For a biography of Linda Pastan and links to several of her poems (including audio files) click here.

MARCH 2014

Bob Orr

Bob Orr is the first New Zealand poet to make the list, but certainly not the last. He has been writing poems since the 60's although has only published a relatively small number of books- possibly because he has also been a working man, having been raised on a farm and worked on a tug-boat for many years. His poetry could be described as sparse but is often enriched with striking imagery as in Once I Felt the Summer Breeze which contains the best description of a watermelon that I've ever read! 

For some of his poetry, audio of him reading his poetry and some more biographical information, click here.


Stephen Dunn

Stephen Dunn is a prolific, Pulitzer-prize winning poet whose clear language and imagery chronicles the lives of the American middle-class as well as any writer. And there aren't too many poets around who went to college on a basketball scholarship and then worked in advertising before deciding to try his hand at poetry! Has published 15 or so collections, all of which are worthwhile reading.

Follow the link for Stephen Dunn's biography and poems. One of my favourites is called "Sweetness"- one of those "damn, I wish I wrote that" poems.



Mary Oliver

Mary Oliver has been writing accessible, thoughtful, provocative for many years now and has won numerous awards. Her poetry is deeply rooted in the natural world and her poetic stance is one of keen observer and interpreter of the world, deeply influenced by Eastern poetry and English Romantic poetry. American Primitive won the Pulitzer Prize in 1985 and she has published many books since then, including The House of Light, Why I Wake Early, and A Thousand Mornings. She currently lives in Provincetown, Massachusetts.

For more biographical information and a sampling of her poems, click here and here.


Tony Hoagland

One of my favorites, a poet I could read again and again. Witty and insightful, can make even the darkest and most 'serious' poems quirky and fun. Books include Donkey Gospel, Sweet Ruin, What Narcissism Means to Me, and Unincorporated Persons in the Late Honda Dynasty. Well worth reading, all of them.

Click here and here for more information and some sample poems, including some which he reads aloud. Hope you like his work as much as I do!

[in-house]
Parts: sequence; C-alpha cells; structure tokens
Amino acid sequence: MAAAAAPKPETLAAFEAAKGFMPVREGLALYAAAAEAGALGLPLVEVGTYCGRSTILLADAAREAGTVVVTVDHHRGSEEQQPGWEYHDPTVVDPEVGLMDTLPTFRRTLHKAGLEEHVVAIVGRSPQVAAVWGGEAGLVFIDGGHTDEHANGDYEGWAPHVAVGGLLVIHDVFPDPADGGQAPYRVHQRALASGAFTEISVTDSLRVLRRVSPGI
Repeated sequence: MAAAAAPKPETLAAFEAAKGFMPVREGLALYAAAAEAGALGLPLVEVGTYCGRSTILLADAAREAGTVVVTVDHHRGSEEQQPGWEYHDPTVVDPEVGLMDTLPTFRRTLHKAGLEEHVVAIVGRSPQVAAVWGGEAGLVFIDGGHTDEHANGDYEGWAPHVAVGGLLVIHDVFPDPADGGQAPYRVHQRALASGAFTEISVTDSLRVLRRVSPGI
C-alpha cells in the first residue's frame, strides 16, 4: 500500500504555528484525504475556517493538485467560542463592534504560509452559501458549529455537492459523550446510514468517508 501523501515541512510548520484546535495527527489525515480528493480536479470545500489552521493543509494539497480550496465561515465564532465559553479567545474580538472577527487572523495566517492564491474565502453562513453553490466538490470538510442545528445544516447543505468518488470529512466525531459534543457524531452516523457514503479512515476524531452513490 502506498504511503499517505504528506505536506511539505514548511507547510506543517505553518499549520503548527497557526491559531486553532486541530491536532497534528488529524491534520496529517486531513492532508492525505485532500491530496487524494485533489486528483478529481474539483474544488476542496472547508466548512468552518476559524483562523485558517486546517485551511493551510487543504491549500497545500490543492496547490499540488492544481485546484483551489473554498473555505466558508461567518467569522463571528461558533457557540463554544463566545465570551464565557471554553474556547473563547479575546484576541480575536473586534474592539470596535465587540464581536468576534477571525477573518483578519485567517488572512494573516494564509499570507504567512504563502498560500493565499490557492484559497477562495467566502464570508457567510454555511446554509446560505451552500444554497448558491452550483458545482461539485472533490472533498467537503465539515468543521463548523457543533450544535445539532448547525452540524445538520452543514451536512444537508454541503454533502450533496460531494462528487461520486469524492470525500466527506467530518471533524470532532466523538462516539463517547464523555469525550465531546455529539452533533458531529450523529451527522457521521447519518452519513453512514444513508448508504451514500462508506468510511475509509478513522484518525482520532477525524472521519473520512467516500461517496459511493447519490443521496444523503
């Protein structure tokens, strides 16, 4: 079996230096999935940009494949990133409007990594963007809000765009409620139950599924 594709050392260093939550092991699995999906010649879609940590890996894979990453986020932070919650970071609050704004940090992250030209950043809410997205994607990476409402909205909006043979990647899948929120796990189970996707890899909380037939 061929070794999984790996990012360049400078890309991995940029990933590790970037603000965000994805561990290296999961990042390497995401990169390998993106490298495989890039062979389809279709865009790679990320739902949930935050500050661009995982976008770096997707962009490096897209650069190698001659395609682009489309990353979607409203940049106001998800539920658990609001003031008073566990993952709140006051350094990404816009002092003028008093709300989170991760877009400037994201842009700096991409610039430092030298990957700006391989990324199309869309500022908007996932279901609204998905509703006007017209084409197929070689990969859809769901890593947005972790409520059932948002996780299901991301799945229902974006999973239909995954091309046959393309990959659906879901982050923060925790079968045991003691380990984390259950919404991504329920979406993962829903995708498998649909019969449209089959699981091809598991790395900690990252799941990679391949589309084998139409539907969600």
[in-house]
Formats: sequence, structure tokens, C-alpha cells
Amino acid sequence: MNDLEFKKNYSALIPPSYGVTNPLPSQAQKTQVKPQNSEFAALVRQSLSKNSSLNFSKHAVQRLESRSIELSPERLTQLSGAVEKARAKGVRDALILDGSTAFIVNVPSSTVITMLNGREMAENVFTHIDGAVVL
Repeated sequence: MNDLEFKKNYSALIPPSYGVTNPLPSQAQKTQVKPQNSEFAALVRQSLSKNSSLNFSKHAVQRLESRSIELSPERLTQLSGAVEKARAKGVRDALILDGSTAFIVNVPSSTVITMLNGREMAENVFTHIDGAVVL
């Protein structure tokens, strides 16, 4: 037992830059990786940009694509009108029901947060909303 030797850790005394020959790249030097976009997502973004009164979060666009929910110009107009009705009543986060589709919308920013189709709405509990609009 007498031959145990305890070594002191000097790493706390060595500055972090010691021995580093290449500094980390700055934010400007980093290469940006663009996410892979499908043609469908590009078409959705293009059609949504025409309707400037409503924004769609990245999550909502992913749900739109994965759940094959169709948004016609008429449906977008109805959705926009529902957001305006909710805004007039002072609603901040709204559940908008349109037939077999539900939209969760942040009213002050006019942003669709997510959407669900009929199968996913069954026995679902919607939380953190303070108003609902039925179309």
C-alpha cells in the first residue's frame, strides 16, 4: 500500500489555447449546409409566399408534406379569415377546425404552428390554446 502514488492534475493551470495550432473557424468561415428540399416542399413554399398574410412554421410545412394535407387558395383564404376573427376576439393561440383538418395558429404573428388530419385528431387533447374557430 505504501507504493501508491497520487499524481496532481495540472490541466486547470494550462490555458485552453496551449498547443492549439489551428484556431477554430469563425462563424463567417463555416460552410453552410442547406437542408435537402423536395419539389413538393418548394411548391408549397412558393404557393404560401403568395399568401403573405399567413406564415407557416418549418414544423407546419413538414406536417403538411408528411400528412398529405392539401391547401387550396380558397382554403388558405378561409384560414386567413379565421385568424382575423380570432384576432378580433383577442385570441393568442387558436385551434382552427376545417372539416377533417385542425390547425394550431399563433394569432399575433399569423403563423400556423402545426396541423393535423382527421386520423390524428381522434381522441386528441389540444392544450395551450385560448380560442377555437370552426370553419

Billy Collins

Perhaps the American grand-daddy of great, accessible poetry. Books include Questions About Angels, The Art of Drowning, and Nine Horses.

Is witty, poignant, and a master of goofy images. His style, after many books, can be a bit repetitive, but definitely worthy of a read.

Click here for a link to some biographical information and several sample poems.

1 comment:

Beth Goldman said...

Really enjoy her poems. One of my favorites, used on an invitation to a memorial service:

The Summer Day

Mary Oliver

Who made the world?
Who made the swan, and the black bear?
Who made the grasshopper?
This grasshopper, I mean-
the one who has flung herself out of the grass,
the one who is eating sugar out of my hand,
who is moving her jaws back and forth instead of up and down-
who is gazing around with her enormous and complicated eyes.
Now she lifts her pale forearms and thoroughly washes her face.
Now she snaps her wings open, and floats away.
I don't know exactly what a prayer is.
I do know how to pay attention, how to fall down
into the grass, how to kneel down in the grass,
how to be idle and blessed, how to stroll through the fields,
which is what I have been doing all day.
Tell me, what else should I have done?
Doesn't everything die at last, and too soon?
Tell me, what is it you plan to do
with your one wild and precious life?

from New and Selected Poems, 1992
Beacon Press, Boston, MA

Copyright 1992 by Mary Oliver.
All rights reserved.
Reproduced with permission (click for permissions information).